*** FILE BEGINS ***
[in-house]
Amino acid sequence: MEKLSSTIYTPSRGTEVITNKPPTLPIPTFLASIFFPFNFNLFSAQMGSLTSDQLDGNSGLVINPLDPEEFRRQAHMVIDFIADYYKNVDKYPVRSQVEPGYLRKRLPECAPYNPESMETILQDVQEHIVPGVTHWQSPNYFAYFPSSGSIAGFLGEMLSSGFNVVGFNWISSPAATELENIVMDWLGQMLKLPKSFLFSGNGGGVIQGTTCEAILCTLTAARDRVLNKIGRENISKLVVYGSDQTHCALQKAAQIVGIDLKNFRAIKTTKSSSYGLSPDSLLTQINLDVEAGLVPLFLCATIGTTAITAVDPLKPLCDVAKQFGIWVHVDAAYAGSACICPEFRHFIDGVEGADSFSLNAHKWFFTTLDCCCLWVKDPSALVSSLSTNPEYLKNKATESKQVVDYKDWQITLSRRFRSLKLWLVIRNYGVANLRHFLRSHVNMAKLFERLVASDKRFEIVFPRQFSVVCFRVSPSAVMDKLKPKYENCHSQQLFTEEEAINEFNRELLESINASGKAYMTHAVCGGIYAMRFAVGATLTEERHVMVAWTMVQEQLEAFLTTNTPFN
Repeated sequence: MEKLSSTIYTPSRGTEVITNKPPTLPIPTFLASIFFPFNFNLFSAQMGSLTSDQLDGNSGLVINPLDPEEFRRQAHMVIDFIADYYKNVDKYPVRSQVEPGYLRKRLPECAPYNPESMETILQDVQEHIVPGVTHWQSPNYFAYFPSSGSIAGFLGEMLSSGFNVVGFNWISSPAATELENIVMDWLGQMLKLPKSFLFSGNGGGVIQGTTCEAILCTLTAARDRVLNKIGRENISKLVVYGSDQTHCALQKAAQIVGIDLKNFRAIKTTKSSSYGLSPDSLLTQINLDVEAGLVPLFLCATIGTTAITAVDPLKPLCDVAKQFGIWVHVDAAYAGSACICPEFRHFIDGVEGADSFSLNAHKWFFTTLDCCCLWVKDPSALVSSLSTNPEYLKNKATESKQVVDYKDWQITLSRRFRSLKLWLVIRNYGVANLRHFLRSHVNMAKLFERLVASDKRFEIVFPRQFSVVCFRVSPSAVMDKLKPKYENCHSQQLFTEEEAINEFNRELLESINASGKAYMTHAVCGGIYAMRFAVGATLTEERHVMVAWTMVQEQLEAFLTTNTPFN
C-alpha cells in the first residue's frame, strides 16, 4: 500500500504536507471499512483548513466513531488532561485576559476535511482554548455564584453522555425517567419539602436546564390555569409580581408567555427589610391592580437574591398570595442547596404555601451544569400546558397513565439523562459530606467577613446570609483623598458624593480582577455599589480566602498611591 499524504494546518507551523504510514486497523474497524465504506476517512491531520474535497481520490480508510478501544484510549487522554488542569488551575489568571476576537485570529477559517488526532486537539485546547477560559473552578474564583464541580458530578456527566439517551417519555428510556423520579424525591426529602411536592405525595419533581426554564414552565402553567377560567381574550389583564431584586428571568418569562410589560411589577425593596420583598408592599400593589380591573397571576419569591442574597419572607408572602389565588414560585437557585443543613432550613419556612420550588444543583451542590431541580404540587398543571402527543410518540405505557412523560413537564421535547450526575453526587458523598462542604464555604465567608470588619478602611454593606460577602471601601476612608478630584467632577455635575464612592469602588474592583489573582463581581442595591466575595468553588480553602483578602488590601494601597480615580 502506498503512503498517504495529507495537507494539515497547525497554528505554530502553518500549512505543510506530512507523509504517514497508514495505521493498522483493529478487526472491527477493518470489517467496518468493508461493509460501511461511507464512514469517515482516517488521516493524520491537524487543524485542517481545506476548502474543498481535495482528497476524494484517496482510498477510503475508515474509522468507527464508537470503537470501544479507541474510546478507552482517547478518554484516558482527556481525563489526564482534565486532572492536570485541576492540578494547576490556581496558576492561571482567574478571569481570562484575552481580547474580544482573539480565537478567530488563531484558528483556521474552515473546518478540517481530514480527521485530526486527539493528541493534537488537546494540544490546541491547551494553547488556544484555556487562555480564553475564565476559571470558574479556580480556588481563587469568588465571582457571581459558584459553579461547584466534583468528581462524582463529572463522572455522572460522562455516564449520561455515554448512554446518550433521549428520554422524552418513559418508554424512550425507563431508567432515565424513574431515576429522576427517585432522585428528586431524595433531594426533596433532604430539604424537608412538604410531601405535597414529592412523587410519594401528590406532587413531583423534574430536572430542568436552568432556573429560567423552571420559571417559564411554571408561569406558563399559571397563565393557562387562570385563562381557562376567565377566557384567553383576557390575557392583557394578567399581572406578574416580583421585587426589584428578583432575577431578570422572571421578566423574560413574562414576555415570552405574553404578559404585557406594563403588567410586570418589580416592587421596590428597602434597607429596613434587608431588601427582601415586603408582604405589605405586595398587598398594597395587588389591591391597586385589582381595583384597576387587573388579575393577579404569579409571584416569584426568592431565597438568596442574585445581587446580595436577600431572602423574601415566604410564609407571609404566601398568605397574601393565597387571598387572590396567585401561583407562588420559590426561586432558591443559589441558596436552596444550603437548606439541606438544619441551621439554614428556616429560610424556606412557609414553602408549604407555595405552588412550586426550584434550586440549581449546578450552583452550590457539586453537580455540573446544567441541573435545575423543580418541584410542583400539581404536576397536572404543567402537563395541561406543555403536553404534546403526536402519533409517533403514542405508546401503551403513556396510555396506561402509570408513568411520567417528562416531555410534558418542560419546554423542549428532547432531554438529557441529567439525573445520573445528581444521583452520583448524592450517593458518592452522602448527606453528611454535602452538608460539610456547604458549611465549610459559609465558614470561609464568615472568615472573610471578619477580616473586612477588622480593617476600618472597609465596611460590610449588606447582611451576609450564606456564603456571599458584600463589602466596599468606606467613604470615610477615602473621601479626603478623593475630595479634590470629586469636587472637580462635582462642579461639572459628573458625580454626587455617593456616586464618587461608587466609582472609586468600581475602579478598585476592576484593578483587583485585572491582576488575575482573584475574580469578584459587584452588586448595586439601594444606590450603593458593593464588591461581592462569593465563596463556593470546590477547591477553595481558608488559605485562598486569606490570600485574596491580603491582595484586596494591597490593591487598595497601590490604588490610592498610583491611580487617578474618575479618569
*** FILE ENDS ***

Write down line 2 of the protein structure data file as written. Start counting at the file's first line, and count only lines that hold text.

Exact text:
Amino acid sequence: MEKLSSTIYTPSRGTEVITNKPPTLPIPTFLASIFFPFNFNLFSAQMGSLTSDQLDGNSGLVINPLDPEEFRRQAHMVIDFIADYYKNVDKYPVRSQVEPGYLRKRLPECAPYNPESMETILQDVQEHIVPGVTHWQSPNYFAYFPSSGSIAGFLGEMLSSGFNVVGFNWISSPAATELENIVMDWLGQMLKLPKSFLFSGNGGGVIQGTTCEAILCTLTAARDRVLNKIGRENISKLVVYGSDQTHCALQKAAQIVGIDLKNFRAIKTTKSSSYGLSPDSLLTQINLDVEAGLVPLFLCATIGTTAITAVDPLKPLCDVAKQFGIWVHVDAAYAGSACICPEFRHFIDGVEGADSFSLNAHKWFFTTLDCCCLWVKDPSALVSSLSTNPEYLKNKATESKQVVDYKDWQITLSRRFRSLKLWLVIRNYGVANLRHFLRSHVNMAKLFERLVASDKRFEIVFPRQFSVVCFRVSPSAVMDKLKPKYENCHSQQLFTEEEAINEFNRELLESINASGKAYMTHAVCGGIYAMRFAVGATLTEERHVMVAWTMVQEQLEAFLTTNTPFN